With shares falling in India, the parent company of Paytm, a leading digital payments app, went public on Monday in hopes of becoming the country’s largest initial public offering.
The company, One97 Communications, aims to raise around $ 2.5 billion in a three-day bid that ends Wednesday. It has already attracted huge institutional investors like the Abu Dhabi Sovereign Fund, the Texas Teachers’ Pension Fund and the University of Cambridge, who have invested more than $ 1 billion.
Paytm was founded in 2010 as a payment transfer company. It now allows users to send money to friends, buy small items like coffee or clothes, and fund big-ticket items like cars.
Almost ubiquitous in India’s largest cities, Paytm controls over 40% of the Indian digital payments market. The company has yet to make a profit, but is enjoying renewed interest from foreign and Indian investors seeking a stake in India’s booming internet economy. The IPO could value the company at $ 20 billion.
âPaytm is emerging as a market in itself,â said Amit Khurana, analyst at Dolat Capital in Mumbai. “There is a lot of appetite to allocate money to this kind of model because it is seen as the company of the future.”
Investors, in general, are increasingly optimistic about the recovery of the Indian economy after the pandemic and a series of related lockdowns that have sharply reduced industrial activity and consumer spending.
India’s central bank, the Reserve Bank of India, has steadily cut interest rates, encouraging banks to lend more and consumers – especially savvy young online shoppers – to spend more.
“We are now in an ideal situation, where the banking recovery coincides with the demographic transition, which in turn coincides with the digital revolution,” said Madhavan Narayanan, economist in India. “All of these three align the sun, moon, and stars for young India.”
With coronavirus infections in India and pedestrians returning to physical stores, shoppers new to sanitation awareness may prefer to scan QR codes rather than handle cash.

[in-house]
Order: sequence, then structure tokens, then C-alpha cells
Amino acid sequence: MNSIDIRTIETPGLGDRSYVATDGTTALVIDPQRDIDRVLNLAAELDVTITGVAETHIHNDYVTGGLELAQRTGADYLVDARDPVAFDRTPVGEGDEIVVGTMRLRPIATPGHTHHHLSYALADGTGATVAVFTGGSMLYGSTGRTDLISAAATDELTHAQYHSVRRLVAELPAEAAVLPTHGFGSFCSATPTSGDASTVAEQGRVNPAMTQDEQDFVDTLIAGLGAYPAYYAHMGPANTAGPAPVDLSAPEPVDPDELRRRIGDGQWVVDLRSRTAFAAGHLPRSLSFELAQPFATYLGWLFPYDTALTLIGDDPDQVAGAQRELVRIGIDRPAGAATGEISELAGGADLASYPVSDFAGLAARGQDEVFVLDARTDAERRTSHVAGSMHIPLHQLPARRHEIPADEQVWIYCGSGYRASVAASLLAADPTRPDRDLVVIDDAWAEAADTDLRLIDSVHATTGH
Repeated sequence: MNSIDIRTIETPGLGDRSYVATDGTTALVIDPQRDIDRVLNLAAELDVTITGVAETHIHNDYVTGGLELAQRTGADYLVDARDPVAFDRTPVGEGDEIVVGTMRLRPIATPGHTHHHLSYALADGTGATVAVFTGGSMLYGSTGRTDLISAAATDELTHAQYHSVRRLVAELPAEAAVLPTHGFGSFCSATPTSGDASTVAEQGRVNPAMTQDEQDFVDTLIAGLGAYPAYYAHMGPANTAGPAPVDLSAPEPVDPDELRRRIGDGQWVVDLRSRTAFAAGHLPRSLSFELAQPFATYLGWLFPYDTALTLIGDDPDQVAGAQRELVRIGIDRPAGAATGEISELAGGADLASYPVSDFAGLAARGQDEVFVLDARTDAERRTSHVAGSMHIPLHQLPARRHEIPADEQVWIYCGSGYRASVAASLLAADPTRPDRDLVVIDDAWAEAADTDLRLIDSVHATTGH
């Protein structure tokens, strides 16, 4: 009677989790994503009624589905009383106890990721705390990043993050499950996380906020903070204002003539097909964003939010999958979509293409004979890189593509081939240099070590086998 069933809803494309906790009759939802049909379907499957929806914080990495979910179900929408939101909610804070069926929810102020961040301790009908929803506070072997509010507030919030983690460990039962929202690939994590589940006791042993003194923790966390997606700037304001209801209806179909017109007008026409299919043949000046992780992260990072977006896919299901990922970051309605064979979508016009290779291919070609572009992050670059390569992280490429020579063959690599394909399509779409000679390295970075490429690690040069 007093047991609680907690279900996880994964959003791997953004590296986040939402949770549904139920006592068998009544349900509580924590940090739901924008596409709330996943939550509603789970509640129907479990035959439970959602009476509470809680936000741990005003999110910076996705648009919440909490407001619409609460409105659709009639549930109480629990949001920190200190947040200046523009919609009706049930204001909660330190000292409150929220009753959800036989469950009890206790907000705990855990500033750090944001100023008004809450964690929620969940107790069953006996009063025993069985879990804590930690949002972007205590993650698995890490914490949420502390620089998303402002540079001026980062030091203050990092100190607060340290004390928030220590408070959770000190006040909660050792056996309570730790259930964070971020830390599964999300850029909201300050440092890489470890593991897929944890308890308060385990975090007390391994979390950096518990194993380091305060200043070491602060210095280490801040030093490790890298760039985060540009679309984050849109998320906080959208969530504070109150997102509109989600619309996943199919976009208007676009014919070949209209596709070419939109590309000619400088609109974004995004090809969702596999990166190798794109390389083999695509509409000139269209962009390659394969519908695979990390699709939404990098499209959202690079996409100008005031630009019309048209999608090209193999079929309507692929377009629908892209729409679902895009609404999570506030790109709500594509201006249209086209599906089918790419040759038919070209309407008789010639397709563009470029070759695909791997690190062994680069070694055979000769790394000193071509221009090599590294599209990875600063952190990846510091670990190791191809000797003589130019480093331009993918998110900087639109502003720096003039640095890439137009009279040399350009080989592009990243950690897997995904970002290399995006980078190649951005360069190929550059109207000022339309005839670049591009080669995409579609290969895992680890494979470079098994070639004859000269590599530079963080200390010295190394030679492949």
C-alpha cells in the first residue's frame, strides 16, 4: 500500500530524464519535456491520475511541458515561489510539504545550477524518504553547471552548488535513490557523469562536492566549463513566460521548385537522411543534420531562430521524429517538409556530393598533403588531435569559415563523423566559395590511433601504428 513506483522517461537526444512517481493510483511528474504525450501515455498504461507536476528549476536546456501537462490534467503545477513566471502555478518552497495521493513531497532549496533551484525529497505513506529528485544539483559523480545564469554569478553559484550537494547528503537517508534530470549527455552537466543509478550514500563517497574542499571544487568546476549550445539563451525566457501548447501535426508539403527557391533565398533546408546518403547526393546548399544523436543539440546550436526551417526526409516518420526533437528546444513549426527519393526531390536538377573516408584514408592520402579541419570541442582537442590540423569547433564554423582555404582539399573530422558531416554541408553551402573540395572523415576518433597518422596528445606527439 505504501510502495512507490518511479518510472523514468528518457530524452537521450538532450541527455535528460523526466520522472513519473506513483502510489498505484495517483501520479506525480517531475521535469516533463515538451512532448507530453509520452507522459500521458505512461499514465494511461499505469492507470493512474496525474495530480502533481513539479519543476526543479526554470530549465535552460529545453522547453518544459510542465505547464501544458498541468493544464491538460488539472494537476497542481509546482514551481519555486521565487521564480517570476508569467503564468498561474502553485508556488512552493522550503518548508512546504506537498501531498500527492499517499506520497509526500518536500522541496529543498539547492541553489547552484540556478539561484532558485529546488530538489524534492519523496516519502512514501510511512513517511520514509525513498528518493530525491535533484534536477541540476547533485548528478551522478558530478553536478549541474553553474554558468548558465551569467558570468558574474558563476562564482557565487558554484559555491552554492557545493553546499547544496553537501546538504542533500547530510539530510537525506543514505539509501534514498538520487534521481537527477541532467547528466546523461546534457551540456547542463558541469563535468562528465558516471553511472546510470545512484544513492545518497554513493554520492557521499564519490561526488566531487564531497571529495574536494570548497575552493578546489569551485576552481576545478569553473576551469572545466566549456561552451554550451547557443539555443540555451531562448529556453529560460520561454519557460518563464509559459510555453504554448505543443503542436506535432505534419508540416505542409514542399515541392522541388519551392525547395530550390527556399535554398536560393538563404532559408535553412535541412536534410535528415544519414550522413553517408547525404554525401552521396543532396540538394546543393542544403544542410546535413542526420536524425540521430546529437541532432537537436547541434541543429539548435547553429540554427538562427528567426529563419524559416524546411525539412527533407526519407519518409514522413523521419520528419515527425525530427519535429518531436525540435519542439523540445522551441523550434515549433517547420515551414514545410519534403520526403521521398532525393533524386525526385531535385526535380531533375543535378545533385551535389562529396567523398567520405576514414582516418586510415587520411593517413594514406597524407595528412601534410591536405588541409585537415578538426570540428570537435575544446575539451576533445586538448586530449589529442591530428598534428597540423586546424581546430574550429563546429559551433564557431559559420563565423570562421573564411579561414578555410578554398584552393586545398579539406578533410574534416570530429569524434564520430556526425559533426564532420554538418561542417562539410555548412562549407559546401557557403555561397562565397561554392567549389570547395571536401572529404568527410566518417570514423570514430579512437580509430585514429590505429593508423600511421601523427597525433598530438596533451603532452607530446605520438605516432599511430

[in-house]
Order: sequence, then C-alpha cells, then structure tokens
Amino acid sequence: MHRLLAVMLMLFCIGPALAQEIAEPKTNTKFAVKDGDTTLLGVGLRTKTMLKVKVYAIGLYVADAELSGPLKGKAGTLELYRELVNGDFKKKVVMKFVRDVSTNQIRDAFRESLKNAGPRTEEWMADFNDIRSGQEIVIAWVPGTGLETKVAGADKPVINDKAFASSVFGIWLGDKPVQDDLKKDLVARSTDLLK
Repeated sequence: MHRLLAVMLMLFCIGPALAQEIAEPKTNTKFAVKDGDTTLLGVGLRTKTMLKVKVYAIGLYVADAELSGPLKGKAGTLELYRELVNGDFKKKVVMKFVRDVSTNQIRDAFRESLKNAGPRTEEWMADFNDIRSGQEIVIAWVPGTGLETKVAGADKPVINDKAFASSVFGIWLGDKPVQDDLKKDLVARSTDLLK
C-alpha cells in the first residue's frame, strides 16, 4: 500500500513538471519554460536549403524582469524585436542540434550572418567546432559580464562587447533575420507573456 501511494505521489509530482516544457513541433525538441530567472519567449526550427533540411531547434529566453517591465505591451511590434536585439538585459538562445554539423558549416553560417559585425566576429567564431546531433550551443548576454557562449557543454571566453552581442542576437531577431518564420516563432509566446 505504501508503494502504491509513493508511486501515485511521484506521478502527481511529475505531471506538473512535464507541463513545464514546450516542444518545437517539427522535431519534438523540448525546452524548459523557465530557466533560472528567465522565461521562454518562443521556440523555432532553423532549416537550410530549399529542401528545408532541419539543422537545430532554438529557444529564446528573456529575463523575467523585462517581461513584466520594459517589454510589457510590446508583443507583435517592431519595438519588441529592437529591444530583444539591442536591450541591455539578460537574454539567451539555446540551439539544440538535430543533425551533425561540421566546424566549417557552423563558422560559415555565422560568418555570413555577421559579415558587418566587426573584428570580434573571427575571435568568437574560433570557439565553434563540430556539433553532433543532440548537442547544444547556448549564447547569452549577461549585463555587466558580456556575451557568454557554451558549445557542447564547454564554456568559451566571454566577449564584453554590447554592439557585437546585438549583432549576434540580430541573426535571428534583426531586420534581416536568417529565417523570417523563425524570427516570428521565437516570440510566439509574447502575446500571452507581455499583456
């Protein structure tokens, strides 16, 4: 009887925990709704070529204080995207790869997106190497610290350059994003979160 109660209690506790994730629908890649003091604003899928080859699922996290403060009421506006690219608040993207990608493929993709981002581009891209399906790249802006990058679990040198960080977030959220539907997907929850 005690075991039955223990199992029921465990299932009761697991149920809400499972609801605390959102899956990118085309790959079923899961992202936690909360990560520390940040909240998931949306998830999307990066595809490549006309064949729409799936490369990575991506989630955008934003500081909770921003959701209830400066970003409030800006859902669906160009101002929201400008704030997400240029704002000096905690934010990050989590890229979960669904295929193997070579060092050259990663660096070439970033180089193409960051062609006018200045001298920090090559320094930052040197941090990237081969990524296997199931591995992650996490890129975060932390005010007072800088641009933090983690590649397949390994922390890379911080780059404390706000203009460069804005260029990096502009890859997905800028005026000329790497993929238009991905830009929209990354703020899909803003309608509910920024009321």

The pandemic has contributed to a trend in India towards a cashless economy that began with the sudden demonetization of Prime Minister Narendra Modi’s government in 2016. The policy, aimed at cracking down on money laundering, banned local banknotes. more widely disseminated, wiping out families’ savings and closing businesses overnight. But five years later, it appears to have created some winners as well, including digital payment companies like Paytm.
Competition is intensifying. Google offers Google Pay. India’s richest man, Mukesh Ambani, launched a joint venture with Facebook last year to offer digital payments on WhatsApp, India’s most popular courier service.
Paytm’s stock offering is the latest in a series of oversubscribed IPOs in recent months, among a host of so-called unicorns backed by e-commerce giants like China’s Alibaba and its financial affiliate, Ant .
In July, institutional and foreign investors also flocked to the initial public offering of India’s food delivery app, Zomato, which was oversubscribed 38 times the available shares.
The Reserve Bank of India predicted in an August report that 2021 “may well be the year of India’s initial public offering.”
Paytm’s push to become India’s largest initial public offering has overshadowed another large offering. The parent company of Nykaa, an online beauty retailer, was listed on the stock exchange on Monday, seeking a valuation of $ 7.4 billion.
Sameer yasir contributed reports.